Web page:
Residents raise 'rat run' concerns

Residents of Peregrine Drive in Inverurie
Residents of Peregrine Drive in Inverurie

Local residents have raised concerns over the safety of children on attending Uryside School and their street after plans to place bollards on a new access road were abolished.

Residents of Inverurie’s Peregrine Drive have pleaded with Aberdeenshire Council to reconsider their decision to open the street to traffic as an access point to the new Uryside School.

Speaking to the Herald they said: “Peregrine Drive was originally due to be opened to access only around 160 houses.

“The new school was intended to be built at Osprey Heights.

“It is for this reason that when Aberdeenshire Council held consultations for the new school being built at Osprey Village, lots of residents in the street went along to the meeting to raise concerns about Peregrine Drive access and we were told that we would have bollards at the end of the street making it a pavement and cycling route only.

“There was informal chats at the end of the meeting with the councillors and everyone here was comfortable that it was under control.”

However work began on the school site and there was no sign of any bollards.

The residents continued: “One of our neighbours asked a builder on the site what was happening with the bollards and he said that they were no longer being installed.”

Following the revelation, the residents phoned the council to try and find out why the bollard promise had been broken.

They have also contacted local councillors, MPs, MSPs, Inverurie Community Council and various departments within Aberdeenshire Council in a bid to get answers and ask for help.

Their efforts didn’t stop there as they also started a petition which has attracted over 320 signatures.

The residents said: said: “The community do not want an access road. The house builder do not require an access road.

“The council is telling us the reason for opening up the road is incase our street is used as a drop off zone, despite the new school having this amenity installed.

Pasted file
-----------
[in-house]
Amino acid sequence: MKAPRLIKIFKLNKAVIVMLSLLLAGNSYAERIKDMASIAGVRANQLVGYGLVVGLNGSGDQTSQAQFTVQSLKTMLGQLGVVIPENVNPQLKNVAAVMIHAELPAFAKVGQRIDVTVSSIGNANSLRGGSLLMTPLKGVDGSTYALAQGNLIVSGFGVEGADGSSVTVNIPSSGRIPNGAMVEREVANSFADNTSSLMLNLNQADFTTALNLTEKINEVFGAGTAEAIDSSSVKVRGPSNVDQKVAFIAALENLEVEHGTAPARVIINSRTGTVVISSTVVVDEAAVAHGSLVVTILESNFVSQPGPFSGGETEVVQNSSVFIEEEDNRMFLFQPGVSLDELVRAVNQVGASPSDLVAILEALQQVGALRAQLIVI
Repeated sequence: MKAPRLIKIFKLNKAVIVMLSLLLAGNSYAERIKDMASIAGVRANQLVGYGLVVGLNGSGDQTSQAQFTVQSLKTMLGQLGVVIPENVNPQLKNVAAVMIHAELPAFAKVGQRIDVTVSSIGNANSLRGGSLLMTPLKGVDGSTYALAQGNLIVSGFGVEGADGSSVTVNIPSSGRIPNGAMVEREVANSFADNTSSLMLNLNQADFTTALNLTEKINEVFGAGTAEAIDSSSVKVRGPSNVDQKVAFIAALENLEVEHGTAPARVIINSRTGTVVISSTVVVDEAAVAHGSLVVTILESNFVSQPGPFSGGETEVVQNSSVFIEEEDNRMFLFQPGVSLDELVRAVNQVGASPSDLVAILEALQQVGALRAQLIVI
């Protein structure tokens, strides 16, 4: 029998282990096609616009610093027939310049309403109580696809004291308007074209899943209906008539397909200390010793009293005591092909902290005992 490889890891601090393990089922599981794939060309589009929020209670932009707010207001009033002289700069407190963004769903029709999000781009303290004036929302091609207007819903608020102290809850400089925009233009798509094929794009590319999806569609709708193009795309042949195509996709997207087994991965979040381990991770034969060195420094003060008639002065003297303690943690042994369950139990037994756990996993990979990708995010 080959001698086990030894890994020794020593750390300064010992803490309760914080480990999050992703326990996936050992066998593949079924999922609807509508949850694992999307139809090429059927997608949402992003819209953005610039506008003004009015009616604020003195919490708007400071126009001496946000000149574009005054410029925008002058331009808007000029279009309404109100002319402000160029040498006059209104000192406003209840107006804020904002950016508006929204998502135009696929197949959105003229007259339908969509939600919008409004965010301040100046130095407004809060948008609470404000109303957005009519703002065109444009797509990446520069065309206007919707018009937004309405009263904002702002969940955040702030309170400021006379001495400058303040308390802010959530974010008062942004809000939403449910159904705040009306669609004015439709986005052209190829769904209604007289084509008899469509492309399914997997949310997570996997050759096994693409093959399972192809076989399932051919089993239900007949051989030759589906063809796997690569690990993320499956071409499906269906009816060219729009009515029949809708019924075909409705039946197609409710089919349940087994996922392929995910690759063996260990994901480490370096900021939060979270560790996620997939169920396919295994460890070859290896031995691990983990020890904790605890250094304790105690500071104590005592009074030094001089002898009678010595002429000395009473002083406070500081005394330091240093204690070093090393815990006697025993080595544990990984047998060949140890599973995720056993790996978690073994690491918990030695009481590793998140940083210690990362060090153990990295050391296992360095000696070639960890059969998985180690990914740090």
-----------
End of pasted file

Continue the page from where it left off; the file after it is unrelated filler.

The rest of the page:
“We struggle with this and find it very frustrating that our concerns are being disregarded.

“Around 40 children live on this street. They like to run around outside, something they won’t get to do in the future because of the heavy flow of traffic that will be created by 24/7 access to the new school, recycling point, commercial units and over 450 homes.

“This will have an impact on the whole street and the access road will ruin the community that we have here.”

They continued: “We all feel that we were misled at the Public Consultation Meeting and we believe the road will be unsafe without bollards. The safety of the children that live here and attend Uryside school is paramount.”

It’s not just the parents who are worried about the lack of bollards, the older children on the street have made banners and posters in a bid to have their voices heard too.

The residents added: “The council’s answer to our concerns of installing one more speed hump will not take away from the increased volume of traffic that will inevitably take this ‘rat run’. It is a recipe for disaster.”

However Aberdeenshire Council’s Head of Transportation, Ewan Wallace, said: “Since the outset of development in this area, it has been planned that each new phase of housing will be linked up to previous phases by streets allowing through traffic movements. This is important to provide the best possible connectivity and to minimise travel distances.

“It has always been the case that Peregrine Drive would become such a through-road and this is shown on all related plans.

“Traffic calming measures, including those in Peregrine Drive, have b een incorporated into the design to control vehicle speeds.

“We are aware that a new school will always bring new travel patterns.

“In recognition of residents’ concerns about additional school traffic, parents of pupils attending the new school will be advised that the main vehicle access to the new school should be via Oldmeldrum Road and we will of course look at encouraging walking and cycling as the primary mode of transport for the pupils accessing the school in line with our policies.”